Abstract: Since the beginning of the Trump presidency, much has been written about the future of NAFTA and, more generally, the future of the relations among Canada, Mexico and the United States. Combining an in-depth look at each country with a comparative perspective and direct attention to transnational issues such as immigration and trade, this roundtable seeks to improve our understanding of, and stimulate debate about, the future of social policy in North America. Questions raised include:
1) How can we characterize recent social policy changes in Canada, Mexico and the United States? Are the main changes about retrenchment, expansion, or a mix of both? What political factors have driven these changes?
2) How do patterns of social policy reform in the three countries under consideration compare? What are the main differences and similarities between these patterns?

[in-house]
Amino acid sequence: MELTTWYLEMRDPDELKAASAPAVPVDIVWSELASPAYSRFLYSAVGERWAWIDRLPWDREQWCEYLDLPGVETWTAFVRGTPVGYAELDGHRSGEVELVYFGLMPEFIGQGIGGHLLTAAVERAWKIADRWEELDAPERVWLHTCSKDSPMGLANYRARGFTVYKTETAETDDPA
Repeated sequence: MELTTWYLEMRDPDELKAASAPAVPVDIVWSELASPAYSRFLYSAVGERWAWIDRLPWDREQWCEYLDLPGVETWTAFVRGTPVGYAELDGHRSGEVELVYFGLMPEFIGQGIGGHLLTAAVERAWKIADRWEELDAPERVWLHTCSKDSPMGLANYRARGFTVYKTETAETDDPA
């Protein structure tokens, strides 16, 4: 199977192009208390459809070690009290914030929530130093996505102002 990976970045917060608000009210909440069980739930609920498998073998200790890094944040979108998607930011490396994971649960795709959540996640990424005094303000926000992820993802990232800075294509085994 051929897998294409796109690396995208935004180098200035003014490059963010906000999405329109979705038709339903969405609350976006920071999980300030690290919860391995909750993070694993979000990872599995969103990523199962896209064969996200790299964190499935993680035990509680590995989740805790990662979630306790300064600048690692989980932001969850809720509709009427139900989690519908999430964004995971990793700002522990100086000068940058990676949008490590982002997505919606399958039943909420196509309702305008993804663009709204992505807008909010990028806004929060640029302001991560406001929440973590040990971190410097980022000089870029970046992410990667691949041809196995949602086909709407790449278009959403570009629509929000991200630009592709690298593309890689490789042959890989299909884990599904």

3) Finally, how do transnational processes such as immigration and trade involving these three countries intersect with national and sub-national policy debates in each country?
This roundtable will take the form of short, 10-minute presentations by each of the panelist, followed by a discussion among the panelists and the other people in attendance. Rianne Mahon will talk primarily about Canada, Kent Weaver about the US, and Anahely Medrano about Mexico, before Daniel Béland brings the comparative and transnational perspective to the fore. The objective is not to fully answer all the above questions but to find better ways to think about them to foster better comparative social policy research in North America.